15. TCO
    Posted Jun 13, 2006 at 6:37 AM | Permalink

    Just do it the way that I said and show the error bars getting wider in the past. Sheesh. Morons.

  16. TCO
    Posted Jun 13, 2006 at 6:40 AM | Permalink

    Steve, I know this is rather basic dendro, but I’m interested in how the data looks the more we go back to the very basics, strip off adjustments: is 0.43 good in comparison to other field work? What is the normal expectation? When people look at error estimates, do they ever forget about this part of the error (core to core variation) and just think about year to year?

  17. Crust
    Posted Jun 13, 2006 at 12:45 PM | Permalink

    I haven’t looked at this closely, so I may well be missing something, but isn’t 8 tree ring sequences a small number? In other words, wouldn’t one expect the noise to dominate in which case this doesn’t really say much of anything?

  18. Steve McIntyre
    Posted Jun 13, 2006 at 1:40 PM | Permalink

    #17. These are 8 sites. If you’re unhappy about conclusions drawn from 8 sites and this is reasonable enought), then you will reject the “other” Hockey Team studies right away. For example, Jones et al has only 3 sites in the 11th century; D’Arrigo et al 2006 only 6 sites in the MWP; Briffa 2000 only 4 sites in the MWP. Now the sites above don’t go to the MWP. But they don’t have the big Yamal spurt either.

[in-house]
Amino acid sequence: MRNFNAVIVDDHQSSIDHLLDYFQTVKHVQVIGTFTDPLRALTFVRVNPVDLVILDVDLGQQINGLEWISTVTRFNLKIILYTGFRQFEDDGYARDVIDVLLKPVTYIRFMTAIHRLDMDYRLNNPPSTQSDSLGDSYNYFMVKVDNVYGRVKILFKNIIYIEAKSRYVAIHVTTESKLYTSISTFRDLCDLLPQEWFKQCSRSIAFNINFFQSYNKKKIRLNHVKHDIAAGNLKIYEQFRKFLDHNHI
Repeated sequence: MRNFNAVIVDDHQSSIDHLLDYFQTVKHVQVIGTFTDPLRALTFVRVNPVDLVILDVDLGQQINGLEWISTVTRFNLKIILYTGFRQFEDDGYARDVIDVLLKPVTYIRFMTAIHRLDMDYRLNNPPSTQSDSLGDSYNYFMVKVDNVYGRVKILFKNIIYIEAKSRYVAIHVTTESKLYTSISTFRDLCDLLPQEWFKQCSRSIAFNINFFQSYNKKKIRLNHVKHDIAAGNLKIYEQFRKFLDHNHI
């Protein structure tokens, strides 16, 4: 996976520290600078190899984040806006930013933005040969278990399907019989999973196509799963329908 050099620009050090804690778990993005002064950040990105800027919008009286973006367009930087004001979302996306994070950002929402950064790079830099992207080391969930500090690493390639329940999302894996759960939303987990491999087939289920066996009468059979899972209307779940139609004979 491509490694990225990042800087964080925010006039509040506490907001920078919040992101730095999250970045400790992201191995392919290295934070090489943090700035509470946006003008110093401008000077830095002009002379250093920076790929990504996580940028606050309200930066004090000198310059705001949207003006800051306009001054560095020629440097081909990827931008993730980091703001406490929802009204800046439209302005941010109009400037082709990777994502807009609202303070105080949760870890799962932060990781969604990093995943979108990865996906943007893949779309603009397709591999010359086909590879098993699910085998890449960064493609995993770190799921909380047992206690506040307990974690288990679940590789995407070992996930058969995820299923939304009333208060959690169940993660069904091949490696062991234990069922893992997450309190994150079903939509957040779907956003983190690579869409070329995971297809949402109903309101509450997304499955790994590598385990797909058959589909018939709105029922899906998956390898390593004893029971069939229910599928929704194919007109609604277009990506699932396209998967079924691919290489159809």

In fact, if you don’t like conclusions affected by one site, you can’t accept any study which gets different MWP-modern levels depending on whether they use Yamal or the Polar Urals Updata or whether bristlecones are in or out.

  19. Crust
    Posted Jun 14, 2006 at 10:44 AM | Permalink

    Steve,

    Thanks for the reply.

    Looking at the 8 time series again they are surprisingly similar to each other and to the overall average. On the other hand, they don’t look anything like the charts of global mean temperature we all know if not love. But I guess you would expect them to correspond more closely to the weather at 58N, 111W which is possibly fairly different that the global average. What’s the nearest weather station with a reasonable history? How similar is the measured temperature history there to the time series you compute?

    I’m fairly new to all this, so please forgive any dumb assumptions.

  20. bender
    Posted Jul 24, 2006 at 10:26 AM | Permalink

    These are white spruce from the Athabasca River delta. Stockton (1973) claimed that they were limited primarily by water levels of the Athabasca, which are indeed highly variable. You can’t put peaches in cherry pie.

  21. Steve McIntyre
    Posted Jul 24, 2006 at 12:10 PM | Permalink

    #20. MBH uses any sort of tree ring record – precipitation or otherwise. This was one of the major “innovations” of MBH. Their theory was that these could give information on “climate fields”. Their statistical method was simply data mining.

    Where the data mining method is vulnerable is if any of the series have spurious correlations, such as the bristlecones. The falback position on britlecones in Wahl and Ammann 2006 is that they may have a correlation to precipitation or some “climate field”- although they don’t try to provie this,